It is a very good account of the incredibly important work on evolution done by the Peter and Rosemary Grant on Daphne Major island in the Galapagos. This is the study that demonstrated real time evolution of birds among the group initially studied by Charles Darwin. Those observations by Darwin helped shape is conception of natural selection, and the more recent work by the Grants is a modern day demonstration that Darwin was right.


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A treasure trove of cheap books

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For some reason there is suddenly a larger than usual number of excellent highly encheapened kindle version books that I know many of my readers will be interested in. Chances are you already have them, but just in case. Some of these prices may only last a while, but all should be 2.99 or less.

The Joy Luck Club: A Novel

Extraterrestrial Civilizations

Empires of the Word: A Language History of the World

A Severed Wasp: A Novel by Engle.

Adolf Hitler: The Definitive Biography


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Terry Pratchett-Neil Gaiman Book As a Mini-Series

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Good Omens: The Nice and Accurate Prophecies of Agnes Nutter, Witch by Terry Pratchett and Neil Gaiman looks like a good book, written way back in 1990. I’ve not read it.

But now, Amazon Prime is coming out with a TV mini-series based on it.

It stars David Tennant and Michael Sheen as the main evil and good characters, and is variously written and/or created by Neil Gaiman and Terry Pratchett.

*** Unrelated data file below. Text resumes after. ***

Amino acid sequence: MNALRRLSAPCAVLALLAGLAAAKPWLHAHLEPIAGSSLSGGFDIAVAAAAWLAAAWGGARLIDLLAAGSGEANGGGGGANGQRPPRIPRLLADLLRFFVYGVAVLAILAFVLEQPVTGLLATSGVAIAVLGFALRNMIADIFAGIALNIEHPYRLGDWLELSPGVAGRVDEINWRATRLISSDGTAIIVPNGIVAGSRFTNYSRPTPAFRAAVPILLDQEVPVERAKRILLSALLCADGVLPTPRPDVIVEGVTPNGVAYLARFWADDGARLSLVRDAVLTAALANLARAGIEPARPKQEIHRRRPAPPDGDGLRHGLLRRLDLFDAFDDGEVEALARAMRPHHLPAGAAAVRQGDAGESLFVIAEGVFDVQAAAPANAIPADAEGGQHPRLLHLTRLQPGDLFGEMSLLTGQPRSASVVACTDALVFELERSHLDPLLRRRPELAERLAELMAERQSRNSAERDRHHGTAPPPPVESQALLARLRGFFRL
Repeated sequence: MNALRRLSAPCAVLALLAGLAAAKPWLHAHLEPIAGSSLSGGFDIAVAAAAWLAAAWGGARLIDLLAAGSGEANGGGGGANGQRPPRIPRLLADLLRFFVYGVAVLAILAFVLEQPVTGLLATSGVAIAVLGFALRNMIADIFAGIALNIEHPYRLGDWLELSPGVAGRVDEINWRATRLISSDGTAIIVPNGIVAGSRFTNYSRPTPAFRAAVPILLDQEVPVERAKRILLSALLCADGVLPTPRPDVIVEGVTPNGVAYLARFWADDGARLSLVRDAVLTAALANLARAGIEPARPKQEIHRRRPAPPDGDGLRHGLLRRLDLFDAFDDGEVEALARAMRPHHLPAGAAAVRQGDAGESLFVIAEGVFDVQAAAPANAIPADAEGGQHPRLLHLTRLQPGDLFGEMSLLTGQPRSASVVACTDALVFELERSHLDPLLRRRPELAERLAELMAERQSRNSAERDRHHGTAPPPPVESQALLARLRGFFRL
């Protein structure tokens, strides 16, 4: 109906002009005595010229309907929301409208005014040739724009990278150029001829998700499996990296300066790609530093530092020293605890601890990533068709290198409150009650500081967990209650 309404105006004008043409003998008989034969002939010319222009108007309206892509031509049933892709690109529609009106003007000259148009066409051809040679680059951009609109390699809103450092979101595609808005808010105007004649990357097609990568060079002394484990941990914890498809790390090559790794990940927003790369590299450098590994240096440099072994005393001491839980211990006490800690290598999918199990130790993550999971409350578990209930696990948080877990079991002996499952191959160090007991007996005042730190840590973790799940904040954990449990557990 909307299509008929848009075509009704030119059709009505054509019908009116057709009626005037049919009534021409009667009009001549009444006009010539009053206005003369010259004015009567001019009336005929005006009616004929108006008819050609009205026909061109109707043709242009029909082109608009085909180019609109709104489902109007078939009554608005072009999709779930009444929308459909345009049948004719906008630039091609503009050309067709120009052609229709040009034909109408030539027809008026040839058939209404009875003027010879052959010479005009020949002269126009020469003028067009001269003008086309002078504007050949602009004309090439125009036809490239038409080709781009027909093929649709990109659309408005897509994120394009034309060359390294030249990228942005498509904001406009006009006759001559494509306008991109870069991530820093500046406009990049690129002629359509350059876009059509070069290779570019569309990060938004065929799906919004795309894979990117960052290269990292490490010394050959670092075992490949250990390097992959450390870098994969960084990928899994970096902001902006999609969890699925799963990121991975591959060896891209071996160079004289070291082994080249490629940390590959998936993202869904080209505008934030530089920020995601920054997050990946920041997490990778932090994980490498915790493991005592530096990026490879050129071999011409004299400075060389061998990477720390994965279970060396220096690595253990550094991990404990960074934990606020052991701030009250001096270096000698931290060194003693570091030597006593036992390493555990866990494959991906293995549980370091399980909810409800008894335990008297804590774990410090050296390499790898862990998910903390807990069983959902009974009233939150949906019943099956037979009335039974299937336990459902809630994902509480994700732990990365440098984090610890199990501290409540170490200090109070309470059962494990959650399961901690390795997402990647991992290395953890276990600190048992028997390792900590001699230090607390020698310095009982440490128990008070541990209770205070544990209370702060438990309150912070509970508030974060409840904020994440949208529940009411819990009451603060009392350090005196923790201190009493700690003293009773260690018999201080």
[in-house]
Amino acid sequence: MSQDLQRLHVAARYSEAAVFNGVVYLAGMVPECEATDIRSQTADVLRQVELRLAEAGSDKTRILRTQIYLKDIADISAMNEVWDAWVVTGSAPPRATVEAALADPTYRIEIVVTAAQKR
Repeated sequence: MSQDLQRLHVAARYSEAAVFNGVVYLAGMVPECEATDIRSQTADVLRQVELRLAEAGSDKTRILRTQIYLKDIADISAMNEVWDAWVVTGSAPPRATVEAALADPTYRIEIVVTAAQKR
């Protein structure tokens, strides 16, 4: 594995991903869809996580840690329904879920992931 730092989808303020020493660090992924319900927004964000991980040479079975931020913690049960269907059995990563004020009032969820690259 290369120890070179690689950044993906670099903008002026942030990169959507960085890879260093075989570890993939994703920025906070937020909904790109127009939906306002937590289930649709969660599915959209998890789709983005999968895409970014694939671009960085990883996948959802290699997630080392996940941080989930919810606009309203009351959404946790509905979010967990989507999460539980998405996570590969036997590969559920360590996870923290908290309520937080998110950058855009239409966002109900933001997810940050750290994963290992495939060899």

Here is a trailer.

As an ex-catholic who was raised to believe that things like angles and demons exist, with all the trappings, I suppose I could be either repulsed by or attracted by such fiction. Turns out, I’m attracted. My religious upbringing didn’t traumatize me all that much, and I get more of the jokes.

I may be watching this alone but I will be watching it.


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Eco, James, Longitude, Cheap Books

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In Kindle form, worth checking out if you don’t already have them:

The Name of the Rose by Umberto Eco.

A Taste for Death (Adam Dalgliesh Mysteries Book 7) by PD James.

Longitude: The True Story of a Lone Genius Who Solved the Greatest Scientific Problem of His Time by Dava Sobel. Anyone alive in the eighteenth century would have known that “the longitude problem” was the thorniest scientific dilemma of the day-and had been for centuries. Lacking the ability to measure their longitude, sailors throughout the great ages of exploration had been literally lost at sea as soon as they lost sight of land. Thousands of lives and the increasing fortunes of nations hung on a resolution. One man, John Harrison, in complete opposition to the scientific community, dared to imagine a mechanical solution-a clock that would keep precise time at sea, something no clock had ever been able to do on land.

Longitude is the dramatic human story of an epic scientific quest and of Harrison’s forty-year obsession with building his perfect timekeeper, known today as the chronometer. Full of heroism and chicanery, it is also a fascinating brief history of astronomy, navigation, and clockmaking, and opens a new window on our world.